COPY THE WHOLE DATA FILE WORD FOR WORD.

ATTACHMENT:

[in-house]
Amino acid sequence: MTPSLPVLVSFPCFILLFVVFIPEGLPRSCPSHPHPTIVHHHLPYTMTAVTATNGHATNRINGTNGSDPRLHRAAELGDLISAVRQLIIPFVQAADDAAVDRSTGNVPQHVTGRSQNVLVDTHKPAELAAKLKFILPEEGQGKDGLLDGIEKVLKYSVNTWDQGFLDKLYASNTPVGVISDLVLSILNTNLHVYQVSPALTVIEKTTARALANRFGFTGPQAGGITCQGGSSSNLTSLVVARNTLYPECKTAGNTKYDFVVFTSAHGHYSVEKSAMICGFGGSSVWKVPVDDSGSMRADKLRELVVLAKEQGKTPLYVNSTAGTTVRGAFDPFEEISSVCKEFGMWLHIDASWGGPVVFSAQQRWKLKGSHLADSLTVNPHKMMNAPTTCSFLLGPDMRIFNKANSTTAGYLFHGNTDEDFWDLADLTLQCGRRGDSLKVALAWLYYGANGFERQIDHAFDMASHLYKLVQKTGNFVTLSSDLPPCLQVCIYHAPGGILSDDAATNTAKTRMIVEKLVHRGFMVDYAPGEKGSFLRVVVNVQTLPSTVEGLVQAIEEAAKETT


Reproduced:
[in-house]
Amino acid sequence: MTPSLPVLVSFPCFILLFVVFIPEGLPRSCPSHPHPTIVHHHLPYTMTAVTATNGHATNRINGTNGSDPRLHRAAELGDLISAVRQLIIPFVQAADDAAVDRSTGNVPQHVTGRSQNVLVDTHKPAELAAKLKFILPEEGQGKDGLLDGIEKVLKYSVNTWDQGFLDKLYASNTPVGVISDLVLSILNTNLHVYQVSPALTVIEKTTARALANRFGFTGPQAGGITCQGGSSSNLTSLVVARNTLYPECKTAGNTKYDFVVFTSAHGHYSVEKSAMICGFGGSSVWKVPVDDSGSMRADKLRELVVLAKEQGKTPLYVNSTAGTTVRGAFDPFEEISSVCKEFGMWLHIDASWGGPVVFSAQQRWKLKGSHLADSLTVNPHKMMNAPTTCSFLLGPDMRIFNKANSTTAGYLFHGNTDEDFWDLADLTLQCGRRGDSLKVALAWLYYGANGFERQIDHAFDMASHLYKLVQKTGNFVTLSSDLPPCLQVCIYHAPGGILSDDAATNTAKTRMIVEKLVHRGFMVDYAPGEKGSFLRVVVNVQTLPSTVEGLVQAIEEAAKETT